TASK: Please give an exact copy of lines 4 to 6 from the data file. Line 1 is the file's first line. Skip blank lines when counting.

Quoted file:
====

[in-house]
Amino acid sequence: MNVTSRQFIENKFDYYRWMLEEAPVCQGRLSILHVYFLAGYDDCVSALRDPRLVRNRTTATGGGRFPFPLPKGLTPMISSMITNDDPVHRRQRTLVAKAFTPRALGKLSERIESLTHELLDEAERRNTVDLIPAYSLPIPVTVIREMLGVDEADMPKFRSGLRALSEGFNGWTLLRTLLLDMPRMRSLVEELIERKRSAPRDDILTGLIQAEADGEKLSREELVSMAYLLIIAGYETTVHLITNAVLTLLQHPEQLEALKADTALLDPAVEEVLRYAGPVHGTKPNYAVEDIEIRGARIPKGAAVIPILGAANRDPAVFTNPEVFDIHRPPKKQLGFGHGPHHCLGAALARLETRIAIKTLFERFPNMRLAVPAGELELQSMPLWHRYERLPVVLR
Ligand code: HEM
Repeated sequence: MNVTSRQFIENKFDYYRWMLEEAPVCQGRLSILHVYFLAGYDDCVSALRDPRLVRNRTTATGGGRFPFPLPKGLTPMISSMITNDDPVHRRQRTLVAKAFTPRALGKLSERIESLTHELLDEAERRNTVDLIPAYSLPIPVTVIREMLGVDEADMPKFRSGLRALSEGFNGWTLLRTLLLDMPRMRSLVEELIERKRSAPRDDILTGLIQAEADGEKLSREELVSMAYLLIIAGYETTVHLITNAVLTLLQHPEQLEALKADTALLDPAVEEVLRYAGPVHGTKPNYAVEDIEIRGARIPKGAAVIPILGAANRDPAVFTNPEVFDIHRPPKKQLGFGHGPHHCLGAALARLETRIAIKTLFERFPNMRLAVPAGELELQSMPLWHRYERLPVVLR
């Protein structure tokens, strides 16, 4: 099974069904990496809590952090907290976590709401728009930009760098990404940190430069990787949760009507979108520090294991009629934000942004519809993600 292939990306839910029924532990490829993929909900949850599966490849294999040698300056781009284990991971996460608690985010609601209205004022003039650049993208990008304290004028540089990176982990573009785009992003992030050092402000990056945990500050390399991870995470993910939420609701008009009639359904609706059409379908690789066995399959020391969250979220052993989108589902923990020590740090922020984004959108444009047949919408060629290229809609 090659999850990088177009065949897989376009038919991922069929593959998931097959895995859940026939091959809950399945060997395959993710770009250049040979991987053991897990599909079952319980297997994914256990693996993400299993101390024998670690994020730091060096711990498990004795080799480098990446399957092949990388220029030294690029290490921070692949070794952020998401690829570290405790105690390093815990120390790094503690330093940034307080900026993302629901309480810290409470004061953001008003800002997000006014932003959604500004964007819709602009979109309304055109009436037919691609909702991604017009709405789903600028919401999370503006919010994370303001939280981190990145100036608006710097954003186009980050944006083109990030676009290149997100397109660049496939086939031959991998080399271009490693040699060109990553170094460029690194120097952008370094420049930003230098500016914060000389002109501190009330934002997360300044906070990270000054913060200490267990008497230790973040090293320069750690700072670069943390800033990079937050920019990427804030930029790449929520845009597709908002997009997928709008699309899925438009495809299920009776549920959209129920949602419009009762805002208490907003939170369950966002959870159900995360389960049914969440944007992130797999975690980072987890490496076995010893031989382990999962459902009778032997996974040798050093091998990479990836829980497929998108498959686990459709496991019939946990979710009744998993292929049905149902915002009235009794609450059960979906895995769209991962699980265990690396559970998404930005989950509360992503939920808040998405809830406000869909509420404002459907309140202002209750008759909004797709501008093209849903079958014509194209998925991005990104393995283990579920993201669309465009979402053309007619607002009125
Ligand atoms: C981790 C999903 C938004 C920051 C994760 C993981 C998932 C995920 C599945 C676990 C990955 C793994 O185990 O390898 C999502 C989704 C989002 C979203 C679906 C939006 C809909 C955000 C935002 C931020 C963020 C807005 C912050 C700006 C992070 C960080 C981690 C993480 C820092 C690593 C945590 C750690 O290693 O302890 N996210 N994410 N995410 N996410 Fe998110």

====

Repeated sequence: MNVTSRQFIENKFDYYRWMLEEAPVCQGRLSILHVYFLAGYDDCVSALRDPRLVRNRTTATGGGRFPFPLPKGLTPMISSMITNDDPVHRRQRTLVAKAFTPRALGKLSERIESLTHELLDEAERRNTVDLIPAYSLPIPVTVIREMLGVDEADMPKFRSGLRALSEGFNGWTLLRTLLLDMPRMRSLVEELIERKRSAPRDDILTGLIQAEADGEKLSREELVSMAYLLIIAGYETTVHLITNAVLTLLQHPEQLEALKADTALLDPAVEEVLRYAGPVHGTKPNYAVEDIEIRGARIPKGAAVIPILGAANRDPAVFTNPEVFDIHRPPKKQLGFGHGPHHCLGAALARLETRIAIKTLFERFPNMRLAVPAGELELQSMPLWHRYERLPVVLR
């Protein structure tokens, strides 16, 4: 099974069904990496809590952090907290976590709401728009930009760098990404940190430069990787949760009507979108520090294991009629934000942004519809993600 292939990306839910029924532990490829993929909900949850599966490849294999040698300056781009284990991971996460608690985010609601209205004022003039650049993208990008304290004028540089990176982990573009785009992003992030050092402000990056945990500050390399991870995470993910939420609701008009009639359904609706059409379908690789066995399959020391969250979220052993989108589902923990020590740090922020984004959108444009047949919408060629290229809609 090659999850990088177009065949897989376009038919991922069929593959998931097959895995859940026939091959809950399945060997395959993710770009250049040979991987053991897990599909079952319980297997994914256990693996993400299993101390024998670690994020730091060096711990498990004795080799480098990446399957092949990388220029030294690029290490921070692949070794952020998401690829570290405790105690390093815990120390790094503690330093940034307080900026993302629901309480810290409470004061953001008003800002997000006014932003959604500004964007819709602009979109309304055109009436037919691609909702991604017009709405789903600028919401999370503006919010994370303001939280981190990145100036608006710097954003186009980050944006083109990030676009290149997100397109660049496939086939031959991998080399271009490693040699060109990553170094460029690194120097952008370094420049930003230098500016914060000389002109501190009330934002997360300044906070990270000054913060200490267990008497230790973040090293320069750690700072670069943390800033990079937050920019990427804030930029790449929520845009597709908002997009997928709008699309899925438009495809299920009776549920959209129920949602419009009762805002208490907003939170369950966002959870159900995360389960049914969440944007992130797999975690980072987890490496076995010893031989382990999962459902009778032997996974040798050093091998990479990836829980497929998108498959686990459709496991019939946990979710009744998993292929049905149902915002009235009794609450059960979906895995769209991962699980265990690396559970998404930005989950509360992503939920808040998405809830406000869909509420404002459907309140202002209750008759909004797709501008093209849903079958014509194209998925991005990104393995283990579920993201669309465009979402053309007619607002009125
Ligand atoms: C981790 C999903 C938004 C920051 C994760 C993981 C998932 C995920 C599945 C676990 C990955 C793994 O185990 O390898 C999502 C989704 C989002 C979203 C679906 C939006 C809909 C955000 C935002 C931020 C963020 C807005 C912050 C700006 C992070 C960080 C981690 C993480 C820092 C690593 C945590 C750690 O290693 O302890 N996210 N994410 N995410 N996410 Fe998110």